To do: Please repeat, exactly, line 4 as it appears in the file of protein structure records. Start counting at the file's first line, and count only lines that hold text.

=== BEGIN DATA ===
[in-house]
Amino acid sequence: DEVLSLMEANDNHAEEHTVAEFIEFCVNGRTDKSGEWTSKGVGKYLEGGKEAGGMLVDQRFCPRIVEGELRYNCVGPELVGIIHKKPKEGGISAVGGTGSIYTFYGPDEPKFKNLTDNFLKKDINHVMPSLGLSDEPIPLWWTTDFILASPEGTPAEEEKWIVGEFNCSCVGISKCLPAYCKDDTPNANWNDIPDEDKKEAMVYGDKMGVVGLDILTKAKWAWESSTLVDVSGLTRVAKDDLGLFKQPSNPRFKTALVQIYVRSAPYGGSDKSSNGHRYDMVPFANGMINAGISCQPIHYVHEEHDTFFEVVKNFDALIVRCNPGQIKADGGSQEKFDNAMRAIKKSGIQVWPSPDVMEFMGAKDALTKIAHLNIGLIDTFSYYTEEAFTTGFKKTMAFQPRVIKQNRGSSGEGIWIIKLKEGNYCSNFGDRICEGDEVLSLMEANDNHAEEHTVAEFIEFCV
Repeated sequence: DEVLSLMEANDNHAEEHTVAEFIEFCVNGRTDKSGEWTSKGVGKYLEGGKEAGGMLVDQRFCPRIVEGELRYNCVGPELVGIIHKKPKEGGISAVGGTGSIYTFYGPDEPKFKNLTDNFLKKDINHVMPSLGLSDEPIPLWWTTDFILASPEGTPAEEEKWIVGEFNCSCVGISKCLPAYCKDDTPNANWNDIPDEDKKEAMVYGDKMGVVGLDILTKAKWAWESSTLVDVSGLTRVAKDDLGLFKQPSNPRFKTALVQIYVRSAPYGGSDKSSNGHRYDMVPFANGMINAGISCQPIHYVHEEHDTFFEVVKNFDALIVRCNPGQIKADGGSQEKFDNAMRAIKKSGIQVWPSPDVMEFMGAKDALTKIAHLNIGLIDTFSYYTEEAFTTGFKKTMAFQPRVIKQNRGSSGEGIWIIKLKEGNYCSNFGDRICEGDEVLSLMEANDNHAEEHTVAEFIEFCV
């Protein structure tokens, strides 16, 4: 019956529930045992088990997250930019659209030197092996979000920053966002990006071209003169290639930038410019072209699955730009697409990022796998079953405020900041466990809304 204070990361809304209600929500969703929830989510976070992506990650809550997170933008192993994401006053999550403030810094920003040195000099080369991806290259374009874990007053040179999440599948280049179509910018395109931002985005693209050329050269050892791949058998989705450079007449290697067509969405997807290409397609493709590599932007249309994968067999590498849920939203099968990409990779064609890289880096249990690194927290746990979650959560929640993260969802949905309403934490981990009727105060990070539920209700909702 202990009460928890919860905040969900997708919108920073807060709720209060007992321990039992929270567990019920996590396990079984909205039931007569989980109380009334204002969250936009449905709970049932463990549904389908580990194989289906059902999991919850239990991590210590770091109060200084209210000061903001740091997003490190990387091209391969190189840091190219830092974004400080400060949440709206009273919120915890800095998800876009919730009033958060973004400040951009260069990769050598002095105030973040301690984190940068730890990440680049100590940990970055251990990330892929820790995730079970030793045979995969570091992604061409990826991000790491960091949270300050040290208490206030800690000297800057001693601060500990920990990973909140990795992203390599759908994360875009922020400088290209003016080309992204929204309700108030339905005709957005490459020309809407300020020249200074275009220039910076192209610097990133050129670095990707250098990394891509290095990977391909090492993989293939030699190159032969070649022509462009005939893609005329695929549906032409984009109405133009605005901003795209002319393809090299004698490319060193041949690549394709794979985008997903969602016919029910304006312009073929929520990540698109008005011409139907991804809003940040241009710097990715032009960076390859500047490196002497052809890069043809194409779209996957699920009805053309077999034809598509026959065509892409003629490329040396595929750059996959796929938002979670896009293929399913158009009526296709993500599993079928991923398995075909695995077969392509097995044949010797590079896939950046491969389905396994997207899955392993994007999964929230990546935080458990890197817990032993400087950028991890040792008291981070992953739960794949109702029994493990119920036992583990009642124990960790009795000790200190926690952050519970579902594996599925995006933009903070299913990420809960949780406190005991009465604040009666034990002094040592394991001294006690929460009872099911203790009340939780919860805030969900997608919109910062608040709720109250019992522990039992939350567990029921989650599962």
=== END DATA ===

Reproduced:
């Protein structure tokens, strides 16, 4: 019956529930045992088990997250930019659209030197092996979000920053966002990006071209003169290639930038410019072209699955730009697409990022796998079953405020900041466990809304 204070990361809304209600929500969703929830989510976070992506990650809550997170933008192993994401006053999550403030810094920003040195000099080369991806290259374009874990007053040179999440599948280049179509910018395109931002985005693209050329050269050892791949058998989705450079007449290697067509969405997807290409397609493709590599932007249309994968067999590498849920939203099968990409990779064609890289880096249990690194927290746990979650959560929640993260969802949905309403934490981990009727105060990070539920209700909702 202990009460928890919860905040969900997708919108920073807060709720209060007992321990039992929270567990019920996590396990079984909205039931007569989980109380009334204002969250936009449905709970049932463990549904389908580990194989289906059902999991919850239990991590210590770091109060200084209210000061903001740091997003490190990387091209391969190189840091190219830092974004400080400060949440709206009273919120915890800095998800876009919730009033958060973004400040951009260069990769050598002095105030973040301690984190940068730890990440680049100590940990970055251990990330892929820790995730079970030793045979995969570091992604061409990826991000790491960091949270300050040290208490206030800690000297800057001693601060500990920990990973909140990795992203390599759908994360875009922020400088290209003016080309992204929204309700108030339905005709957005490459020309809407300020020249200074275009220039910076192209610097990133050129670095990707250098990394891509290095990977391909090492993989293939030699190159032969070649022509462009005939893609005329695929549906032409984009109405133009605005901003795209002319393809090299004698490319060193041949690549394709794979985008997903969602016919029910304006312009073929929520990540698109008005011409139907991804809003940040241009710097990715032009960076390859500047490196002497052809890069043809194409779209996957699920009805053309077999034809598509026959065509892409003629490329040396595929750059996959796929938002979670896009293929399913158009009526296709993500599993079928991923398995075909695995077969392509097995044949010797590079896939950046491969389905396994997207899955392993994007999964929230990546935080458990890197817990032993400087950028991890040792008291981070992953739960794949109702029994493990119920036992583990009642124990960790009795000790200190926690952050519970579902594996599925995006933009903070299913990420809960949780406190005991009465604040009666034990002094040592394991001294006690929460009872099911203790009340939780919860805030969900997608919109910062608040709720109250019992522990039992939350567990029921989650599962």